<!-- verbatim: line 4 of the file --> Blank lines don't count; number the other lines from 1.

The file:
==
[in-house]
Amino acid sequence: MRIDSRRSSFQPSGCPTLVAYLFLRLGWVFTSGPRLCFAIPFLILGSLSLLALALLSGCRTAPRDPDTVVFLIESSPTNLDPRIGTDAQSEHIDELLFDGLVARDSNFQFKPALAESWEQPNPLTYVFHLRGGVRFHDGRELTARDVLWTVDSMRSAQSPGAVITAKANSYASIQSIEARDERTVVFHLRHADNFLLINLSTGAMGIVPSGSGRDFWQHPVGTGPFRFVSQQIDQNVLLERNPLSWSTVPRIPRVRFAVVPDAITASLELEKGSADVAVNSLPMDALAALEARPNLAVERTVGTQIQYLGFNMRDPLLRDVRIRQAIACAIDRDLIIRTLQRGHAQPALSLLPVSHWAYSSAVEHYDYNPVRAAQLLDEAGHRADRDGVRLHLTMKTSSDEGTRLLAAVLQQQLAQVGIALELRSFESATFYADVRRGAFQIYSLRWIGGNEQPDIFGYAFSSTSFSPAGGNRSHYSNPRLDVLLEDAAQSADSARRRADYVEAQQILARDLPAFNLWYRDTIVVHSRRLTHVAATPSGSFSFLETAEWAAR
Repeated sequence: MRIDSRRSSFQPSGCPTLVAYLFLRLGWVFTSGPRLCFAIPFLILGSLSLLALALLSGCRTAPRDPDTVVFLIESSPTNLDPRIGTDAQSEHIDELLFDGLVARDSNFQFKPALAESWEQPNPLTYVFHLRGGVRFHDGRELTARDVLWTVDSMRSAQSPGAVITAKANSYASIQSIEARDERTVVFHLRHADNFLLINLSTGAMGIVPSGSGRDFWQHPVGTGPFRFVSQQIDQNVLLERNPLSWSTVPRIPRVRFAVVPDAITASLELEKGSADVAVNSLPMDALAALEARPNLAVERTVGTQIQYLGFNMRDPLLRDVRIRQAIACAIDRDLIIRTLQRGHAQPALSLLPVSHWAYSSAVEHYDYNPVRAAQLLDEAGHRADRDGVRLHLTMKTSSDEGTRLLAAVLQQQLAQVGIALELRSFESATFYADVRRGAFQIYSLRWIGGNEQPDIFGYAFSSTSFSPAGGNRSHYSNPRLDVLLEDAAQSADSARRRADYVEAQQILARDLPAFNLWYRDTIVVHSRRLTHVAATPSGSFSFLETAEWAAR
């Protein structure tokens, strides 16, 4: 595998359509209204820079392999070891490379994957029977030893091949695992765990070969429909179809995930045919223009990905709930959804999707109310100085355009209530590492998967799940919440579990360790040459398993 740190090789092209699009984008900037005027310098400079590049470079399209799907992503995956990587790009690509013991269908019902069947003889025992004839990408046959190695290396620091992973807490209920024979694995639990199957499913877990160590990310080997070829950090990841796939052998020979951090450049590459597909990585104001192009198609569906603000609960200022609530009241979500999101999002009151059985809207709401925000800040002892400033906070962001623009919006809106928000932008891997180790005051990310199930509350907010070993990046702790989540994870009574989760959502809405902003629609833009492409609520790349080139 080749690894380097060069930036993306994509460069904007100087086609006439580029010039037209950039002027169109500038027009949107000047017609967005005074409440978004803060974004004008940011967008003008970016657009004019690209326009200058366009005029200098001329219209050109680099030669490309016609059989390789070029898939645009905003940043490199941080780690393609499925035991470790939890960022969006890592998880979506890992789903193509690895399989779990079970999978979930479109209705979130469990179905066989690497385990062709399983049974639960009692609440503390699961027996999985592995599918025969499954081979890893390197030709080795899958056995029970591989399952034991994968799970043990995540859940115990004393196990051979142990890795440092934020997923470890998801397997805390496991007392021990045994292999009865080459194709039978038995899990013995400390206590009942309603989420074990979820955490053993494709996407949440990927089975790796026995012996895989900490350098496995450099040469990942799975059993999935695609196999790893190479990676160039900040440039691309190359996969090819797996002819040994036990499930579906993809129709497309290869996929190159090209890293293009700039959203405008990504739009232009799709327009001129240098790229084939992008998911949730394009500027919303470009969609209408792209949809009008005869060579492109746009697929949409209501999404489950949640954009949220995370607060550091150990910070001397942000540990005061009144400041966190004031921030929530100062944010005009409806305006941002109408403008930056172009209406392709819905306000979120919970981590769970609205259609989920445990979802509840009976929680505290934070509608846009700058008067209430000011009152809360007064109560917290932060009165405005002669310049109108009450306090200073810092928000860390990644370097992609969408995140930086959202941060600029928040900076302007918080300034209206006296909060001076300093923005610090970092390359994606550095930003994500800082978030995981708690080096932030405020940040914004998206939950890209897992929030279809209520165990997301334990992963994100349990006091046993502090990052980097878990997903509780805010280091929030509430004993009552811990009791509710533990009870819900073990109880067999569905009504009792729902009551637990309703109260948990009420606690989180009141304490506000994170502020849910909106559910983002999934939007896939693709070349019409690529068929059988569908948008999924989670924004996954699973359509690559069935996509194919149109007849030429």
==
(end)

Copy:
């Protein structure tokens, strides 16, 4: 595998359509209204820079392999070891490379994957029977030893091949695992765990070969429909179809995930045919223009990905709930959804999707109310100085355009209530590492998967799940919440579990360790040459398993 740190090789092209699009984008900037005027310098400079590049470079399209799907992503995956990587790009690509013991269908019902069947003889025992004839990408046959190695290396620091992973807490209920024979694995639990199957499913877990160590990310080997070829950090990841796939052998020979951090450049590459597909990585104001192009198609569906603000609960200022609530009241979500999101999002009151059985809207709401925000800040002892400033906070962001623009919006809106928000932008891997180790005051990310199930509350907010070993990046702790989540994870009574989760959502809405902003629609833009492409609520790349080139 080749690894380097060069930036993306994509460069904007100087086609006439580029010039037209950039002027169109500038027009949107000047017609967005005074409440978004803060974004004008940011967008003008970016657009004019690209326009200058366009005029200098001329219209050109680099030669490309016609059989390789070029898939645009905003940043490199941080780690393609499925035991470790939890960022969006890592998880979506890992789903193509690895399989779990079970999978979930479109209705979130469990179905066989690497385990062709399983049974639960009692609440503390699961027996999985592995599918025969499954081979890893390197030709080795899958056995029970591989399952034991994968799970043990995540859940115990004393196990051979142990890795440092934020997923470890998801397997805390496991007392021990045994292999009865080459194709039978038995899990013995400390206590009942309603989420074990979820955490053993494709996407949440990927089975790796026995012996895989900490350098496995450099040469990942799975059993999935695609196999790893190479990676160039900040440039691309190359996969090819797996002819040994036990499930579906993809129709497309290869996929190159090209890293293009700039959203405008990504739009232009799709327009001129240098790229084939992008998911949730394009500027919303470009969609209408792209949809009008005869060579492109746009697929949409209501999404489950949640954009949220995370607060550091150990910070001397942000540990005061009144400041966190004031921030929530100062944010005009409806305006941002109408403008930056172009209406392709819905306000979120919970981590769970609205259609989920445990979802509840009976929680505290934070509608846009700058008067209430000011009152809360007064109560917290932060009165405005002669310049109108009450306090200073810092928000860390990644370097992609969408995140930086959202941060600029928040900076302007918080300034209206006296909060001076300093923005610090970092390359994606550095930003994500800082978030995981708690080096932030405020940040914004998206939950890209897992929030279809209520165990997301334990992963994100349990006091046993502090990052980097878990997903509780805010280091929030509430004993009552811990009791509710533990009870819900073990109880067999569905009504009792729902009551637990309703109260948990009420606690989180009141304490506000994170502020849910909106559910983002999934939007896939693709070349019409690529068929059988569908948008999924989670924004996954699973359509690559069935996509194919149109007849030429």